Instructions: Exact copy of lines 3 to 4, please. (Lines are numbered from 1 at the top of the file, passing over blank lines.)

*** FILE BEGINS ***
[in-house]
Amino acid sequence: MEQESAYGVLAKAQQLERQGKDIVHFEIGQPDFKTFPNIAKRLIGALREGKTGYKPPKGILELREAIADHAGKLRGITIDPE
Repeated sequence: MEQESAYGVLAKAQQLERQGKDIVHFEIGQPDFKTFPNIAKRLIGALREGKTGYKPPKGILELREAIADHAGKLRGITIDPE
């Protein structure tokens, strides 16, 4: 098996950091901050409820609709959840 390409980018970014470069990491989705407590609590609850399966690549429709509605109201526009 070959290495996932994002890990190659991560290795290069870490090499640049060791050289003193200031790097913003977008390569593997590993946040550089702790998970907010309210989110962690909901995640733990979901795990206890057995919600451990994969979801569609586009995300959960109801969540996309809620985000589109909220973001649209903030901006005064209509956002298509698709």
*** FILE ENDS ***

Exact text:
Repeated sequence: MEQESAYGVLAKAQQLERQGKDIVHFEIGQPDFKTFPNIAKRLIGALREGKTGYKPPKGILELREAIADHAGKLRGITIDPE
């Protein structure tokens, strides 16, 4: 098996950091901050409820609709959840 390409980018970014470069990491989705407590609590609850399966690549429709509605109201526009 070959290495996932994002890990190659991560290795290069870490090499640049060791050289003193200031790097913003977008390569593997590993946040550089702790998970907010309210989110962690909901995640733990979901795990206890057995919600451990994969979801569609586009995300959960109801969540996309809620985000589109909220973001649209903030901006005064209509956002298509698709």